It’s self-explanatory. This is a good book for anyone struggling to understand transsexualism- whether you’re finding it difficult to accept a family member, a friend, or just trying to come to terms with your own gender identity- this book is the gentle nudge that can (probably) help. My uncle once told me that knowing someone personally, or becoming friends with a person who identifies as gay (or transsexual) is usually enough to teach someone that it’s nothing to be feared or ashamed of. For those who have yet to cross paths with a trans-identified person, this book can easily become that friend. With a simple, straight-forward approach, clinical sexologist Mildred Brown guides the reader directly into the hearts of those who live with mind/ body incongruence. Relying heavily on her extensive experience with transsexual patients and friends, Brown reveals the harsh reality and trauma that accompanied these transsexuals through childhood and adolescence. Brown includes stories and poetry that exposes the raw emotional pain of her patients; and this is what makes the book interesting. She also provides a list of resources at the end of her book for transsexuals who need support, which is much appreciated.
Notably, Brown expresses a deep compassion for MTF’s; but this isn’t to say that this book is useless for FTM’s. We all face similar obstacles and I’m certain that FTM’s can benefit from the insight this book has to offer. It’s a bit outdated, (especially the chapter on surgeries) but True Selves: Understanding Transsexualism (1996) contains stories and situations that stand outside of time. I highly recommend this book for those stubborn parents who may be in denial about their children’s true gender, or for anyone finding it impossible to cope with their loved one’s transition, or their own transition.
This book reminded me just how important it is to reach out to those who need help. As transgendered individuals, some of us are blessed to be surrounded by intelligent, open-minded people who can easily digest and understand what we teach them about gender dysphoria; but others are not so lucky to have receptive friends and family. Some of our trans brothers and sisters face ignorance and prejudice on a daily basis. My heart goes out to those brothers living isolated lives with their secret, or those living in remote areas where trans- support groups are inaccessible or non-existent.
On that note: All of us have to deal with being misunderstood. We all deal with prejudice and rejection. At some point in our transition, we will be knocked down hard. Sometimes we may feel helpless or pitiful, but none of us should ever feel alone. For anyone who feels this way right now, just remember you are not alone. No matter what the circumstances, there is always someone out there who has felt the way you’re feeling now, feared what you are afraid of, and cried over what you are crying over. Someone out there is going through what you are going through, or has been through similar circumstances. Know that there is always someone out there who understands the depths of depression. Even if you doubt this; even in your darkest moments when you feel invisible or non-existent- know that someone out there is thinking about you. They may not know you personally, but they have experienced what you are experiencing and have been just as frustrated and confused as you are. No, they have not lived your life, but they can relate to you on some level; will empathize with you as a human being.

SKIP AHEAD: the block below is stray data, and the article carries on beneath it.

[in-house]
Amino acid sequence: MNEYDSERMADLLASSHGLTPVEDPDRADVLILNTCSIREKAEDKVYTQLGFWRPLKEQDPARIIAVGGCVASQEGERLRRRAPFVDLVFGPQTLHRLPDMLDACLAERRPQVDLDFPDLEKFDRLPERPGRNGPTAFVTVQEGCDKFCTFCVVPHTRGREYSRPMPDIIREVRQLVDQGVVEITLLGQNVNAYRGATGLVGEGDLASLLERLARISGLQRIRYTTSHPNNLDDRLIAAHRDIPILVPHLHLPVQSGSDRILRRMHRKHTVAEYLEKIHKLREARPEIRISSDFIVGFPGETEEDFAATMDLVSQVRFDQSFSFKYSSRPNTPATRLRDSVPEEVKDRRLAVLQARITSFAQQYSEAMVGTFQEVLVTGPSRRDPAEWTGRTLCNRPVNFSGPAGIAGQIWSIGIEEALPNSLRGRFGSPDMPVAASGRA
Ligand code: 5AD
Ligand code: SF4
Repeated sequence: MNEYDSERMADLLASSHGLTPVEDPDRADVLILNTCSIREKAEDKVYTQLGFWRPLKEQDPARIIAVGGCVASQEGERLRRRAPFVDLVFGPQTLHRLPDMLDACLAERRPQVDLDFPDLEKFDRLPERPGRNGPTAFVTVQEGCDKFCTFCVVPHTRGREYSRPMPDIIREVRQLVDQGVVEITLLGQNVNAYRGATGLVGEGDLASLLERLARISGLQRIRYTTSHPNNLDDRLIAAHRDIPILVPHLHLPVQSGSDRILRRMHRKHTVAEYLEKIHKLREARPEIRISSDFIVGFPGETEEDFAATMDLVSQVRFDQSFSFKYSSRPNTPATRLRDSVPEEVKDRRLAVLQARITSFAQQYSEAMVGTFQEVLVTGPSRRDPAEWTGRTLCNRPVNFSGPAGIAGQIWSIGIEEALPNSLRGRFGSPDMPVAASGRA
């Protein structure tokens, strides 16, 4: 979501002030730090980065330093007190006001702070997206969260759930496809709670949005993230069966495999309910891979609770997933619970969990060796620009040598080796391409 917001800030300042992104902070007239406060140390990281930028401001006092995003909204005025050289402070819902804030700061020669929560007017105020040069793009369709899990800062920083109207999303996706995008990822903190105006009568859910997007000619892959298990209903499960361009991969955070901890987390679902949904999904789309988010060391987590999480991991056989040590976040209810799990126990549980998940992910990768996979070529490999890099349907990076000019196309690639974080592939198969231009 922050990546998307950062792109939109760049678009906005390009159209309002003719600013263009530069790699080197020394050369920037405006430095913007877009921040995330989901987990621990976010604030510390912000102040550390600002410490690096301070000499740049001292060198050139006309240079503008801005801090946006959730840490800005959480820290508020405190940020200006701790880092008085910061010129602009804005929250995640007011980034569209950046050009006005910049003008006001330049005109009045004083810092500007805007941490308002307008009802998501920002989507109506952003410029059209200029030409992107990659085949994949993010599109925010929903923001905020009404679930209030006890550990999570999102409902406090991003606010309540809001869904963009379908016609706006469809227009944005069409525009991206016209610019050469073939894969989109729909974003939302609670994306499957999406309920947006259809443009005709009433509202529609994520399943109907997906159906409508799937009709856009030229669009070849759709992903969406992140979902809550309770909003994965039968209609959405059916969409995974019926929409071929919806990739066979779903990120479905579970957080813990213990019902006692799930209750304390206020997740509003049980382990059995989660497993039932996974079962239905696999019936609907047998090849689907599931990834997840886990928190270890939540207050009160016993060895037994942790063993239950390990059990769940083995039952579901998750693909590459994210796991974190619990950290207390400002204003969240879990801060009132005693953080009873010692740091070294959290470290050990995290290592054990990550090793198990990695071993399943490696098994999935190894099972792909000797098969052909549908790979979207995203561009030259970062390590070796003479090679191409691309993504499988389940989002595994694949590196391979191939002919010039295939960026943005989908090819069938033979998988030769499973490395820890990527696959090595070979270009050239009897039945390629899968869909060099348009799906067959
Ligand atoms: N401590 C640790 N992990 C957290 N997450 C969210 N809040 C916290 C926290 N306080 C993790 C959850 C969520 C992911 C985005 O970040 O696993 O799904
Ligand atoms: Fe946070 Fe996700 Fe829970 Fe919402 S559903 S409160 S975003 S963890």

I’ll close this review with a quote from this book which really hit home with me; it reminded me of how I once felt in a body that was becoming more and more female. It took me back to a time when I was confused and miserable and would lie in bed brooding over what I was, and terrified of what I might become one day. I never thought I’d be able to talk so freely about this; about this monstrous aspect of me that had to be kept secret. If someone had handed this book to me then, it may have helped me accept myself and possibly transition sooner than I did.
“Frequently the general public’s perception of transsexualism comes from movies or talk shows and contains only fragments of truth. People may harbor the false notion that transsexualism is a mental illness or a sexual perversion.”
You are not sick or sexually perverted because you are trans. Being trans has nothing to do with sexual orientation, sexual preference, or mental illness. There is nothing loathsome about your body. It may feel that way sometimes, but your body is natural like any other living body on Earth. There are extremely feminine bodies and extremely masculine bodies, and bodies that embrace both the masculine and the feminine. There are intersexed people; people who aren’t sure or don’t care what gender they are, and still others who feel like they are somewhere in between. There are people like me who admittedly feel all male, but at some point in their life will try their hardest to fit into a female mold and fail miserably. If you can relate, then know I’m writing to you. You are my brother, whether you know it or not.